Interracial love rules! Humanity sucks! Women usually get the shaft in Hollywood, so it's refreshing to see that both Angelina Jolie's In the Land of Blood and Honey and Todd Graff's Joyful Noise present their stories from the perspective of strong female characters.
In the Land of Blood and Honey, Jolie's debut as a narrative director -- she also wrote and shared in producing -- follows Ajla (Zana Marjanovic) as she struggles to survive the atrocities committed from 1992-1995 during the Bosnian war. She's Bosnian, but also a Muslim, and thus has been imprisoned along with thousands of other Muslim women in prison camps run by the Serbians, who are carrying out a program of "ethnic cleansing" (i.e. genocide).
Conditions are horrendous; the woman are raped and brutally beaten on a continuing basis by their Serbian captors, who take delight in gunning down Muslim civilians, including woman and children. Ajla is spared much of the physical torture suffered by her fellow prisoners because of her relationship with Danijel (Goran Kostic), a Serbian soldier who has been placed in charge of the camp.
Ajla and Danijel knew each other before the war, and were in the early stages of romance, but time has passed and circumstances, obviously, have changed dramatically. How will they each adapt? Is there any future for a relationship forged during such incredibly divisive times?
As the film gets underway, church choir director Bernard Sparrow (Kris Kristofferson) unexpectedly dies during a performance, leaving a vacancy that the church decides to fill with Vi Rose Hill (Queen Latifah), the longtime assistant director. G.G. (Dolly Parton), Bernard's widow, is none too pleased, since she coveted the position and is a longtime rival of Vi Rose.
The musical comedy Joyful Noise is set in the modern-day small town of Pacashau, Georgia (in the southern part of the United States), where the residents enjoy multi-racial peace and harmony, despite harsh economic conditions that have forced the closure of many local businesses.
Vi Rose is resistant to change, which frustrates her teenage daughter Olivia (Keke Palmer), who is a magnificent gospel singer with a burning desire to sing modern pop tunes. Trouble comes to town with the arrival of Randy (Jeremy Jordan), G.G.'s grandson, who's been kicked out by his mother. He's immediately attracted to Olivia and, what do you know, he too is a great vocalist with a burning desire to sing modern pop songs! How will they adapt to change? Is there any future for a relationship forged during such musically divisive times?
Joyful Noise is resolutely conservative, teaching respect for all authority figures, especially parents, and God, who is evidently OK with premarital sex for adults and profanity for all. It's very much a religiously-infused film, with characters stopping to pray on a regular basis and invoking God when making decisions and questioning their paths in life. As noted, sex is OK for consenting adults of legal age; the teens in the film must be satisfied with kissing in public.
The story functions as a framework for the musical numbers, which are divided among the main characters in very equitable fashion -- both Vi Rose and G.G. get to do solos, for example -- with the highlights intended to rouse audiences. The movie played very well to its target audience at an advance screening, but is unlikely to convert any non-believers (i.e. folks who are not religiously-inclined gospel / pop music lovers).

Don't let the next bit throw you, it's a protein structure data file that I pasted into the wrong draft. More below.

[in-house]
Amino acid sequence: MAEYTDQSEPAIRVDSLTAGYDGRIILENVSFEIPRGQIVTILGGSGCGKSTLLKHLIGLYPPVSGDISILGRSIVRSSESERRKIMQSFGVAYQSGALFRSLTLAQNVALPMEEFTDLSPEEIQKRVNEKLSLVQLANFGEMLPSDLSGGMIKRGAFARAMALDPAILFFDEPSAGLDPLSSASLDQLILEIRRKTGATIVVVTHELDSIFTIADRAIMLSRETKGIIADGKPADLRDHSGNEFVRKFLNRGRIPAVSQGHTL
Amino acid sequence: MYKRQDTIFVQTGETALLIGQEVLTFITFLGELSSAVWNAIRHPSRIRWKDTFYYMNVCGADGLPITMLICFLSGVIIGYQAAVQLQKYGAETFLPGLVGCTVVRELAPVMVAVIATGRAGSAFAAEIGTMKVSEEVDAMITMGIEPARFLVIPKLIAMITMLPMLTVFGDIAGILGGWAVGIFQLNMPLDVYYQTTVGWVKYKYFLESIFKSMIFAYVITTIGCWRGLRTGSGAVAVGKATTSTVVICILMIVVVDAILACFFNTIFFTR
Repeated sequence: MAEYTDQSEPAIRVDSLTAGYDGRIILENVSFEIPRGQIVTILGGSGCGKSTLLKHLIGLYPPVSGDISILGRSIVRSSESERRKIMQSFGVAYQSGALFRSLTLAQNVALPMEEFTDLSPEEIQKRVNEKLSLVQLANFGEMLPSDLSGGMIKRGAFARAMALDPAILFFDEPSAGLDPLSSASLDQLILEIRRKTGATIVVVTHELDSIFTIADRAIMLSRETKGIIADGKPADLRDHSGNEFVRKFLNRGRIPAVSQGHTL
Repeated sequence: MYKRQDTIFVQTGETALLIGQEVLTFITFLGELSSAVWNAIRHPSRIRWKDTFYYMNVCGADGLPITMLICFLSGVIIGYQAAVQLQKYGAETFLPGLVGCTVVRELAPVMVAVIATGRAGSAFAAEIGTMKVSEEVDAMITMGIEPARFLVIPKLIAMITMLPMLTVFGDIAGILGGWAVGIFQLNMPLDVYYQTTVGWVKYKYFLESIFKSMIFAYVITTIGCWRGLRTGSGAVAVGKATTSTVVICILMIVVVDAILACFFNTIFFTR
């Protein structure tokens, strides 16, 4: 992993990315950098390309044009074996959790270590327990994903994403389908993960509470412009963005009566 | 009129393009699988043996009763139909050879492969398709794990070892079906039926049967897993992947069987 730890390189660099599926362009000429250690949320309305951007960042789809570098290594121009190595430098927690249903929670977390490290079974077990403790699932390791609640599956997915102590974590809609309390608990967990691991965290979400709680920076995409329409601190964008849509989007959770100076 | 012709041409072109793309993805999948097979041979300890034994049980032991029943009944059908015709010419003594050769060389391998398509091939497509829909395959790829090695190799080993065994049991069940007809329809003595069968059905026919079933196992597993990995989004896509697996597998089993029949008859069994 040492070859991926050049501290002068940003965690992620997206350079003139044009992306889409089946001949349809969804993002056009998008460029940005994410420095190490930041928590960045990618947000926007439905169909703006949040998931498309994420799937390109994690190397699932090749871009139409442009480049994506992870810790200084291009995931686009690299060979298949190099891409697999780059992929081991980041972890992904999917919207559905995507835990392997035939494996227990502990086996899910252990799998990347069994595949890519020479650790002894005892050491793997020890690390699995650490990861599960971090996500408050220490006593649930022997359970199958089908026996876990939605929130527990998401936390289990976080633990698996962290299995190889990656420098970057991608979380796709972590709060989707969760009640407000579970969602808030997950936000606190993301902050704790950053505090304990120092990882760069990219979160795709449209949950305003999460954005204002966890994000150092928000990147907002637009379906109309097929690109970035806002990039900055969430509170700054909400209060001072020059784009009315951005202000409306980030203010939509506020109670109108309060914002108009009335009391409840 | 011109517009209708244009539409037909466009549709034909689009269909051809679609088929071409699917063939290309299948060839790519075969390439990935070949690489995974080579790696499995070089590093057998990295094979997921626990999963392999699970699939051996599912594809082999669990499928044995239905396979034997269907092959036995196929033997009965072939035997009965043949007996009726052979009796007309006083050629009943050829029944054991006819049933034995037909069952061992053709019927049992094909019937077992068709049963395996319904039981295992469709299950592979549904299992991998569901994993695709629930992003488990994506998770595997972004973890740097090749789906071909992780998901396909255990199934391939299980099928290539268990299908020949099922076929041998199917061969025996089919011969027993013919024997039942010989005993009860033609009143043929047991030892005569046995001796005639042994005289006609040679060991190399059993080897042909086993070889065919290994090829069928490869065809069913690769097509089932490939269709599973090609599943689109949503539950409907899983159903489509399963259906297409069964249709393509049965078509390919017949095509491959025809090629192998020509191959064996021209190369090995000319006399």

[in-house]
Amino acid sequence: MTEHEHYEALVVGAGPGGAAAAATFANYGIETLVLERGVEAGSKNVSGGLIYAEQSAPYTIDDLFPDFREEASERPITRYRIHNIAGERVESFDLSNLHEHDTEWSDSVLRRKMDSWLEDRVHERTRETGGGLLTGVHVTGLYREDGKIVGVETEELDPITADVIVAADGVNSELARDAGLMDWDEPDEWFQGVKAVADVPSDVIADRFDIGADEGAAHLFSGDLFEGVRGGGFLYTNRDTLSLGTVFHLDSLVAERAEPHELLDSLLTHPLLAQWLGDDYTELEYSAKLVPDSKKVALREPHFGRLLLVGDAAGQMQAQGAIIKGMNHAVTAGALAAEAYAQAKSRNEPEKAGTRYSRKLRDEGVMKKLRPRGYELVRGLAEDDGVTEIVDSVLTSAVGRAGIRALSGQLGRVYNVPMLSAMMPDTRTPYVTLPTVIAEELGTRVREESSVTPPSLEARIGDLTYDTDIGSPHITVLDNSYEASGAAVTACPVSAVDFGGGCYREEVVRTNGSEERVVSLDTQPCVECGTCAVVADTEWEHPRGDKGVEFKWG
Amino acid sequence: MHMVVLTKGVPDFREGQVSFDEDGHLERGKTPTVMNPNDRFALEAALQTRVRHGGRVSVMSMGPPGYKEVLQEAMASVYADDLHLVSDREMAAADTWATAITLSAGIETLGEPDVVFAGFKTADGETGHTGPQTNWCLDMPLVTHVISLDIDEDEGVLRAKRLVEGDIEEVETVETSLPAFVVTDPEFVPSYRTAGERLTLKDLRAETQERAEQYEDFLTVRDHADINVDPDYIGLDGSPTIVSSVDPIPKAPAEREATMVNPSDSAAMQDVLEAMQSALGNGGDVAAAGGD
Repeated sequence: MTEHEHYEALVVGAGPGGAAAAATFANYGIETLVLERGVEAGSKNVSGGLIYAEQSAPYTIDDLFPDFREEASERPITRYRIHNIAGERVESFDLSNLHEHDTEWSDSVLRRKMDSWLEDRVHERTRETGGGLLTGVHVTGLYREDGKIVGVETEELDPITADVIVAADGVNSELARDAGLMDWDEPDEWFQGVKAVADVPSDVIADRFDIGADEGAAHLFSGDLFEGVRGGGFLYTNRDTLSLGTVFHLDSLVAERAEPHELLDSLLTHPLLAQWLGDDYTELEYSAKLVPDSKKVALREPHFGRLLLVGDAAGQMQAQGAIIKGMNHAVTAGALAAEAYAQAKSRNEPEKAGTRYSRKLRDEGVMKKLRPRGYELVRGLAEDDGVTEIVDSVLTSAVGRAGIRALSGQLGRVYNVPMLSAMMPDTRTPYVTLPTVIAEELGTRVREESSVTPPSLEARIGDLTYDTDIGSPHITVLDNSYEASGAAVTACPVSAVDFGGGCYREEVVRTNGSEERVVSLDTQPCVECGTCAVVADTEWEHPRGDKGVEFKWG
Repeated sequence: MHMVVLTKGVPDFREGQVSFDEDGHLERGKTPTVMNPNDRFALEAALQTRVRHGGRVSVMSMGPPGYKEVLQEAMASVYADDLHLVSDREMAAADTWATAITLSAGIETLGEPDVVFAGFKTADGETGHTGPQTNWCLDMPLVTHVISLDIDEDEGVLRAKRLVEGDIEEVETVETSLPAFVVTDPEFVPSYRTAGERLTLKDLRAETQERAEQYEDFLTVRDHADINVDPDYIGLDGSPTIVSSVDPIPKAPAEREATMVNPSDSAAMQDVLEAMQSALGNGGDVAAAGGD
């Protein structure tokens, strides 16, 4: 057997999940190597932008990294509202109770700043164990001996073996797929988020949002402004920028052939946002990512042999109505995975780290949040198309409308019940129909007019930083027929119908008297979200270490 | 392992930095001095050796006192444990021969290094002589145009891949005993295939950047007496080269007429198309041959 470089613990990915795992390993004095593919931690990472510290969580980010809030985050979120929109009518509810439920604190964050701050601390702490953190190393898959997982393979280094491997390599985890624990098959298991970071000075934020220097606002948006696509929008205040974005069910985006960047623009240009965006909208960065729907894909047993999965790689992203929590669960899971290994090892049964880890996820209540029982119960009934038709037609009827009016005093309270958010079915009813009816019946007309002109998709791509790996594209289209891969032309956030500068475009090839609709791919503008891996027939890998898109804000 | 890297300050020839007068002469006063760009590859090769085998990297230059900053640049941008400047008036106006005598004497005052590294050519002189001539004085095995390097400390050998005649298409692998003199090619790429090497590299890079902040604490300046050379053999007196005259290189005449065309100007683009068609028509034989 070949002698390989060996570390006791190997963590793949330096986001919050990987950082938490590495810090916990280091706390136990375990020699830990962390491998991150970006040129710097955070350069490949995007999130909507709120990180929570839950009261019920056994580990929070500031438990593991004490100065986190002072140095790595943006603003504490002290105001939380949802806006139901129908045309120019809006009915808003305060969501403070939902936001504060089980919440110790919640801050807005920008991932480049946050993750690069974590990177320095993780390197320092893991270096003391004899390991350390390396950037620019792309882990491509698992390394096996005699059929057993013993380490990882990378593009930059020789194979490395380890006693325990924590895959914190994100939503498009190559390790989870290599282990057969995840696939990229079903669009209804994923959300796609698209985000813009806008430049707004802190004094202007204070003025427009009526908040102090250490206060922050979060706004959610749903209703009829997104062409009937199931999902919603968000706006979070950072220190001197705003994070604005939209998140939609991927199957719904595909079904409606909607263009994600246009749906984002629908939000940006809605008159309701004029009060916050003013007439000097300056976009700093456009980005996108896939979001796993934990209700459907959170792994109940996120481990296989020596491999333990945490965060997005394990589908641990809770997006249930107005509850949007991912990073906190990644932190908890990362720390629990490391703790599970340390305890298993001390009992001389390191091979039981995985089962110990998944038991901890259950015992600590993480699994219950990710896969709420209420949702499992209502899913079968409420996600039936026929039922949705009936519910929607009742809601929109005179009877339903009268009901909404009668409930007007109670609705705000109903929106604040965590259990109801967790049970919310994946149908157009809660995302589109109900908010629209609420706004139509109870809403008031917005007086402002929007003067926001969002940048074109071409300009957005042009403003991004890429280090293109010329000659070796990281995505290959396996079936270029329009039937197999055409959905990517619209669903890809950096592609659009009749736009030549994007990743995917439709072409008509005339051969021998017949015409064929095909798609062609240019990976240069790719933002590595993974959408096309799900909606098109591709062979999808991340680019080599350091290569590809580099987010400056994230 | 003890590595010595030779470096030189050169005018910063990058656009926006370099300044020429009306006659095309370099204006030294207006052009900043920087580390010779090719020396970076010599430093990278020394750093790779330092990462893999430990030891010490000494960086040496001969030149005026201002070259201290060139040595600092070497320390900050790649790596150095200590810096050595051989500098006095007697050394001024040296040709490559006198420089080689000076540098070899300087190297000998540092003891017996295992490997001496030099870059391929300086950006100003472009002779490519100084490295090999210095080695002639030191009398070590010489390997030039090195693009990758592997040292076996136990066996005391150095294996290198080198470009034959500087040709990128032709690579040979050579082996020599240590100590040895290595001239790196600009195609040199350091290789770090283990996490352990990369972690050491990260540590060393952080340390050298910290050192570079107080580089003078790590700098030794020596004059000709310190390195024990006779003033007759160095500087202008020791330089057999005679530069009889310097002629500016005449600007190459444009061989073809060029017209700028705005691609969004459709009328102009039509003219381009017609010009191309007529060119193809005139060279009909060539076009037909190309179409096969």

What stuck with me, however, was the interracial love on display without comment. Randy is Caucasian and Olivia is African-American, and no one in the small Southern town cares about their racial differences. When an African-American teen challenges Randy, it's not because of the color of his skin, but because his manhood has been called into question (he thinks). Neither does anyone make a big deal of the racial differences between at least two other couples; each has problems that have nothing to do with race.
Joyful Noise may be idealized -- I haven't traveled through rural Georgia in recent years -- but it stands in stark contrast to the religious differences that strand Bosnians and Serbs on opposite sides of a chain-link fence. Danijel's father, General Nebojsa (Rade Serbedzija) reminds his son that the Serbs have always persevered despite their own persecution, and says that they are acting in retaliation for what the Muslims have done.
In the quiet of a bedroom, though, nationalities can be set aside, and the sexual act can serve to bond two people together despite their religious differences. But then the morning light comes, and someone is naked and ordinary, and everything is as it was.
Women are raped and tortured, beaten into submission, by men with guns, and it makes anyone with common sense and decency despair for humanity. While it remains focused on the atrocities committed, In the Land of Blood and Honey is unflinching and infuriating; Jolie evokes emotions honestly, through brutal visual depictions of violence against women. The film treads onto less certain terrain when trying to reduce the war to a conflict between Ajla and Danijel; it's too much of a burden to place on characters to expect them to be effective stand-ins for two warring sides.
Still, In the Land of Blood and Honey is effective and retains a good deal of its power after the credits roll. Audiences may be roused, but it will not be with noise that is joyful.
In the Land of Blood and Honey is now playing in limited release in the U.S., and expands further on Fri. Jan. 13. Joyful Noise opens nationwide on Friday. Check local listings for theaters and showtimes.